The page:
TRUNKEY, J. The maxim, “Nemo allegans suam We do not see, therefore, that any error was com- turpitudinem audiendus est," is good in its use, and the mitted in the court below. The judgment must be authority of a long line of decisions prevents its abuse. affirmed, and the case remanded for the proper sen- In Collins v. Blantern, 2 Wils. 341, a leading case, it tence to the Court of Sessions of the county of Albany. was decided that illegality may be pleaded as a defense to an action on a bond; and so it has been held in Eng- meanors, the compounding of any of which is a misland and this country ever since. Tho bond in that demeanor punishable by fine and imprisonment. Act case was given as an indemnity for a note entered into March 31, 1860, $ 10, P. L. 387. Under section 9 of the by the obligee for the purpose of inducing a prosecutor Criminal Procedure Act of 1860 (P. L. 432), no magis. of an indictment for perjury to withhold his evidence. trate or court can lawfully permit a settlement of a After speaking of the transaction as one to gild over prosecution for forgery on satisfaction being made to and conceal the truth, the court said: “This is an the party complaining; for infamous crimes are exagreement to stifle a prosecution for willful and cor- cepted from its operation. The Legislature committed rupt perjury, a crime most detrimental to the Com- no such inconsistency as enacting two acts of the same monwealth; for it is the duty of every man to prose- date, one of which prohibits the settlement of forgery cute, appear against and bring offenders of this sort to under a severe penalty, and the other authorizing it, it justice." * * “This is a contract to tempt a man the complaining party acknowledges satisfaction. to transgress the law, to do that which was injurious Cheats by false pretenses are among the cases authorto the community; it is void by the common law, and ized to be settled by the 9th section of the Criminal the reason why the common law says such contracts Procedure Act, and therefore Steinbacher v. Wilson & are void is for the public good.” Had the defendant | Young, 1 Leg. Gaz. Rep. 76, has no application to the not been heard the court would have known nothing question now pending. And the settlement of cases of the facts, they were not set out in the bond, the within that section is not touched by the principles plaintiff was not compelled to show them in making applicable to the compounding of an infamous crime. out his case, and on the face of the bond he was enti- Dorsey charged McCullough with forgery, and contled to recover; all that which proved it a void con- ducted the prosecution to his indictment and acquite tract was shown by the defendant. So in the late case tal. After the indictment, and before the acquittal, a of Ham et al. v. Smith, 6 Norris, 63, the corrupt, im- bargain was struck, the judgment note given, Dorsey's moral and forbidden contract appeared in the proofs claim against McCullough satisfied, and Dorsey was adduced by the defendant; the plaintiff made his case not to appear and testify in the forgery case. He saw by showing the note, the fair-looking fruit of the ille- the Commonwealth fail, for he did not answer to tesgal bargain. Notwithstanding the maxim, it has been tify, though present. It cannot be doubted that the settled that where a contract or deed is made for an abandonment of the prosecution and failure to testify illegal purpose, a defendant against whom it is sought entered into the agreement. The note was given for to be enforced may show the turpitude of both him- the debt and for the acquittal, and if any part of an self and the plaintiff, and a court of justice will de- indivisible promise, or of an indivisible consideration cline its aid to enforce a contract thus wrongfully for a promise, is illegal, the whole is void. Filson v. entered into. The principle depends on the public Himes, 5 Barr, 452. good, not on the merit of the defendant, whose hand Agreements founded upon the suppression of crimiis as foul as the plaintiff's. Public policy requires that nal prosecutions are void; they bare a manifest tenhe be heard, and if the contract be void, his relief is dency to subvert public justice. 1 Story's Eq., & 294. it an incident. Suan v. Scott, 11 S. & R. 155, is no ex- is the nature of the crime, not so much whether it be ception. There the suit was on a bond, given in satis- | felony or misdemeanor, which is to be considered. faction of an award of arbitrators which had become Many felonies are not so enormous as some misdea judgment; and the defendant proposed to go behind meanors. The law recognizes this in their punishment; the judgment and show the illegal contract on which for instance, the maximum of imprisonment for ove the award was obtained; held that he could not, and convicted of forgery is ten years, of larceny three. Duncan, J., remarked: “The test, whether a demand Stifling a prosecution for forgery, though an offense of connected with the illegal transaction is capable of the same grade as compounding divers felonies, seems being enforced at law, is whether the plaintiff requires to be a graver offense than compounding some felonies. the aid of the illegal transaction to establish his case." It comes within the rule, that where the welfare of It is manifest the judgment was conclusive, though society and the vindication of the law are the chief obtained in a suit on an illegal contract, and the re- objects, the defendant may givo in evidence the illemark strictly fitted the facts in that case, without in- gality of the contract as a bar to a suit to enforce it, fringing on the rule. Wherever that test has been and this to prevent evil which would be produced by quoted and applied, it will be found there was a good enforcing the contract or allowing it to stand. consideration for the contract in suit, before reaching Shall these objects be thwarted, and the evil follow back to the alleged illegal one.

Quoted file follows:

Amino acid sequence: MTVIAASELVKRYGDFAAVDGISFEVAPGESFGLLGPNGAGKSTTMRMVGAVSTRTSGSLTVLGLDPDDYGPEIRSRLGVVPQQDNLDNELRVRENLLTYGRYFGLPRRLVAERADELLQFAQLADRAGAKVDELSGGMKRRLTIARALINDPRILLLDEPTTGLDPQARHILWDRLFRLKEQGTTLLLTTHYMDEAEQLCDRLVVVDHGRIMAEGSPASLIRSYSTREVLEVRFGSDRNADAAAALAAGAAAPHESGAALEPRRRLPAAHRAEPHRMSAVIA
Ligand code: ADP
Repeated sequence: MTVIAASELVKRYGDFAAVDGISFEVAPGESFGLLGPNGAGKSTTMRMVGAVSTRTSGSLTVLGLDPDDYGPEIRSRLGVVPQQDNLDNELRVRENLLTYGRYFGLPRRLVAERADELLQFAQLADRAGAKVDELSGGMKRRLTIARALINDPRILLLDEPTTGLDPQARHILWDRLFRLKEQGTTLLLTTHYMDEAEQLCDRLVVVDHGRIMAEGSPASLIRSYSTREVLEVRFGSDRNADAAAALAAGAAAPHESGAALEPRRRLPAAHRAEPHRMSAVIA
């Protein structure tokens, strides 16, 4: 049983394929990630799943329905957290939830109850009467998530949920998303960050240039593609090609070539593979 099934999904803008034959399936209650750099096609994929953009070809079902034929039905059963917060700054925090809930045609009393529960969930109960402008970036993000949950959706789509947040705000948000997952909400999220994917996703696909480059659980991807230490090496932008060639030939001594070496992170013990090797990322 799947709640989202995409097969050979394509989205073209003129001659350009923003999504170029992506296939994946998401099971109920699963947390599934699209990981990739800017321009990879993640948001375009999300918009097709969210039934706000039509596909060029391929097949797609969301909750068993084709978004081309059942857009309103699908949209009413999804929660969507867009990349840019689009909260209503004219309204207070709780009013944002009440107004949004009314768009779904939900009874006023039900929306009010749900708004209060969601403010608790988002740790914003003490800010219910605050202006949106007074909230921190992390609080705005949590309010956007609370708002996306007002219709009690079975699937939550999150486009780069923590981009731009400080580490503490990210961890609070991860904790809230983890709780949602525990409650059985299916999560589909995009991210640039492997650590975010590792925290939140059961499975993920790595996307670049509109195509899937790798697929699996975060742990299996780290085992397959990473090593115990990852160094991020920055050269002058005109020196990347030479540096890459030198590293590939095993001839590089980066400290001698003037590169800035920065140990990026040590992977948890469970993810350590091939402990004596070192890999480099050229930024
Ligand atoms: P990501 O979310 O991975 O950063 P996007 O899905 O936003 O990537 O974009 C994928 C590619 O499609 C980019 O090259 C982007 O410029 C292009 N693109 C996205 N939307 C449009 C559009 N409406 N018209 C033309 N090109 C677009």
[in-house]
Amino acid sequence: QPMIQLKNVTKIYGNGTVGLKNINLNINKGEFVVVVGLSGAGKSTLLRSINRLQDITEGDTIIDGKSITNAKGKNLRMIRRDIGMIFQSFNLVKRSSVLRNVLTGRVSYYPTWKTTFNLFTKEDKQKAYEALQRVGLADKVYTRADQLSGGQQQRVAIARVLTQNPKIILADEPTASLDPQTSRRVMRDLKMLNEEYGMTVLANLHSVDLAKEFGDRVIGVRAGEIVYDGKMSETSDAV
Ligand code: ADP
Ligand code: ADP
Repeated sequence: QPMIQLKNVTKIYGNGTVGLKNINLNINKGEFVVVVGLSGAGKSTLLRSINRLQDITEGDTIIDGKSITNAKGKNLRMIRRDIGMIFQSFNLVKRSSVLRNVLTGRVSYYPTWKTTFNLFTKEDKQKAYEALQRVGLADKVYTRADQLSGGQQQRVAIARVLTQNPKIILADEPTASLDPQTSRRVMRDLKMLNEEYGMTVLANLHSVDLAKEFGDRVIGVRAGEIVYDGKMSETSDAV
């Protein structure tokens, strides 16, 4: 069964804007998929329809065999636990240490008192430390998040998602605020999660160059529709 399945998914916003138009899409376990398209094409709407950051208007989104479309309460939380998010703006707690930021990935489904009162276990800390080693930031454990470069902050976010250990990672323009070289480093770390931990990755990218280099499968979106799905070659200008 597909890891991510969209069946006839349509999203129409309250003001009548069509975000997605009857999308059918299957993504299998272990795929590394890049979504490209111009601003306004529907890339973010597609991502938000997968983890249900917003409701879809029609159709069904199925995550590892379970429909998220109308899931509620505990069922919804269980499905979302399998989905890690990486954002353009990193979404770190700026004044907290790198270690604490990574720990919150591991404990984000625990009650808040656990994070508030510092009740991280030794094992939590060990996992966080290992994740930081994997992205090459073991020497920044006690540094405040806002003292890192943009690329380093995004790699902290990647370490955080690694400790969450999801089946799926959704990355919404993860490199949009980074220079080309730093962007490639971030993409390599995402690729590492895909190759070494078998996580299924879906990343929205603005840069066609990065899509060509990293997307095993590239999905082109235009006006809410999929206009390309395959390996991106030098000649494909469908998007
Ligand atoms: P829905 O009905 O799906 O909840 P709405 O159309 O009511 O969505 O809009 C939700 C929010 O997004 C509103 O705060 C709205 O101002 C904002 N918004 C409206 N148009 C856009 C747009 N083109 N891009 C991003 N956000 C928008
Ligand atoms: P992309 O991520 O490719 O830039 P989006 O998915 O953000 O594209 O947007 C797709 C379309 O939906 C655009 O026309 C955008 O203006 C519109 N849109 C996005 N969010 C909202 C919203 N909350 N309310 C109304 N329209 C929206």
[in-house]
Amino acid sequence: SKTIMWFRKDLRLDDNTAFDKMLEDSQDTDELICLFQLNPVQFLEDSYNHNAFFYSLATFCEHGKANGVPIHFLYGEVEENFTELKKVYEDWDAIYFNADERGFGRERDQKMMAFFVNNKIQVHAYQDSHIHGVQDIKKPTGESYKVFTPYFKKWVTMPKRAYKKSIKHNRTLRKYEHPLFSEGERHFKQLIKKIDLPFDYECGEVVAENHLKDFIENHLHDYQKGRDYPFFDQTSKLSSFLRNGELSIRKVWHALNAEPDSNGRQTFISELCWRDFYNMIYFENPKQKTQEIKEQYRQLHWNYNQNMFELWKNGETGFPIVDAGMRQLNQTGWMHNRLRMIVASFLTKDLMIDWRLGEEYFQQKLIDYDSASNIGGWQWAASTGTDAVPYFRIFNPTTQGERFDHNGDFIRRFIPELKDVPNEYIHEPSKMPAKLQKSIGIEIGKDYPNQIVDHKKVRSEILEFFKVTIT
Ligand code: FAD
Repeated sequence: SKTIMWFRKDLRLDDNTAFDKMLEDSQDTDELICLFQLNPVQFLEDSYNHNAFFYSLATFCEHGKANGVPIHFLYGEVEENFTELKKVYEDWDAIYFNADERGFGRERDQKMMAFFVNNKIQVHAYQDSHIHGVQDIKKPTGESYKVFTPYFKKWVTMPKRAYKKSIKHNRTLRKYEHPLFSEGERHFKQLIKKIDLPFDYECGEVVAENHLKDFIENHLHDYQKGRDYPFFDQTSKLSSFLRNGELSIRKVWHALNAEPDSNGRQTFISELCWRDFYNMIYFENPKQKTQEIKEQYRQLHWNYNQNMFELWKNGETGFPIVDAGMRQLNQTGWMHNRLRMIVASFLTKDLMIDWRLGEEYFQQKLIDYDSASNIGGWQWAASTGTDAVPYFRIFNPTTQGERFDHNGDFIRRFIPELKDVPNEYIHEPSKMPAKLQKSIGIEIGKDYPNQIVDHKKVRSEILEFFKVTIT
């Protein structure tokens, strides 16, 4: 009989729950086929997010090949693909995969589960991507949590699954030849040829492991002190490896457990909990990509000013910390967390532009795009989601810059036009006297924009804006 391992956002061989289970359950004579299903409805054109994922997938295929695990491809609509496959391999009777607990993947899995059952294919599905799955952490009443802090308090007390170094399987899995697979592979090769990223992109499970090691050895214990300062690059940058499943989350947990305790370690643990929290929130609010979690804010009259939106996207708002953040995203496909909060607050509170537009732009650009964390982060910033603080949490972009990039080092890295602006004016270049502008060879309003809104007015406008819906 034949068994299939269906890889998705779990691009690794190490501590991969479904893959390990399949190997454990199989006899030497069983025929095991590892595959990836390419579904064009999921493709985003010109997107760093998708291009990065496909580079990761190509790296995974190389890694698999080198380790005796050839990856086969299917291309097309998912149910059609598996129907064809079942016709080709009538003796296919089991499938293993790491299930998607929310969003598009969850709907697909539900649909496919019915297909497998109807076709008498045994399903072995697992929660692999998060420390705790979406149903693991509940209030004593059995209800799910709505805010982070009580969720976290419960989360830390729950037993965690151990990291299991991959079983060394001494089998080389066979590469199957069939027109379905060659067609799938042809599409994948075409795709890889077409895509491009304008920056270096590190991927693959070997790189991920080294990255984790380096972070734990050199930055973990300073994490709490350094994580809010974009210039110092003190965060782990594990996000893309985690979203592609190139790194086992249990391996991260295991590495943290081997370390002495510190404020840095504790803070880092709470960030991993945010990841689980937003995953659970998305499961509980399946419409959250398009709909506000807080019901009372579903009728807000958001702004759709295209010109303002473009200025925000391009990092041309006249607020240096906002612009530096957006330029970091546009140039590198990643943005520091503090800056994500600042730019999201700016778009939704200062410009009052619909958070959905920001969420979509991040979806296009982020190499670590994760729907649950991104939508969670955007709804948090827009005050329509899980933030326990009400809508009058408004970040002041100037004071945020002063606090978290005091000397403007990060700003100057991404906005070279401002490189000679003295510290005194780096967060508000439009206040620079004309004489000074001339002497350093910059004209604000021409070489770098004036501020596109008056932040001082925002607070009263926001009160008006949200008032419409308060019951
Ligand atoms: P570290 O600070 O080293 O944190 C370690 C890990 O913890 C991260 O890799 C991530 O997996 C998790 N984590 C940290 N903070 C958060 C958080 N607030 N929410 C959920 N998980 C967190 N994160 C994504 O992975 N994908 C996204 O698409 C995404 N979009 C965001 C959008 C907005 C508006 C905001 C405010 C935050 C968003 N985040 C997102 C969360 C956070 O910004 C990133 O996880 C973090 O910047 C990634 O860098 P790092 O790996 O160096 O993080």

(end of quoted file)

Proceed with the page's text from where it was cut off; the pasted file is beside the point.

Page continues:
which the law designs to prevent, because of a judgWhere the public is not interested, the maxim has ment confessed by virtue of a warrant which is but a its full force, and the law leaves the parties as they part of the criminal transaction? placed themselves. Obligors in an instrument under It was said by the present chief justice, in Hopkins seal, made for the purpose of defrauding the obligee's v. West, 2 Norris, 109: "There is no difference in legal wife, cannot shield themselves by alleging their own effect between a judgment confessed or for want of fraud; for this does not belong to the class of contracts appearance or plea, and a judgment on the verdict of forbidden by statute or public policy. Evans y. Dravo, a jury. The court in which the judgment is rendered 12 Har. 63; Hendrickson v. Evans, 1 Cas. 441. On like will indeed open one of the former kind, and let the principle voluntary conveyances and contracts, made defendaut in to a defense in a proper case, and upon to defraud creditors, though void as to them, are good equitable terms." In Pennsylvania it has always been and binding between the immediate parties. These the right of a defendant in a judgment confessed by are voided by the statute of 13 Elizabeth, for the benefit virtue of a warrant of attorney to petition that it be of creditors, but not as to the parties. Hershey v. opened for cause. This right was so well respected by Weiting, 14 Wright, 240; Blystone v. Blystone, 1 P. F. the courts that there was no occasion for legislation S. 373. “That a collusive contract binds the parties to providing for appeal from refusal to open till a recent it, is a principle which commends itself no less to the date. The entry of judgment, either by attorneys or moralist than to the jurist; for no dictate of duty prothonotaries on judgment notes is very common. calls on a judge to extricate a rogue from his own These, though having the same effect as if on the vertoils." Stewart v. Kearney. 6 Watts, 453. In all such dict of a jury, while they stand, in fact never waire cases the actor is met by the maxim, “In pari delicto the results of adjudication. melior est conditio possidentis."

To hold that such a judgment, entered on an imForgery, or the crimen falsi, is an infamous offense. moral and illegal obligation, part of a transaction sube It is classed with other infamous felonies and misde- versive of public interest, shall be deemed an executed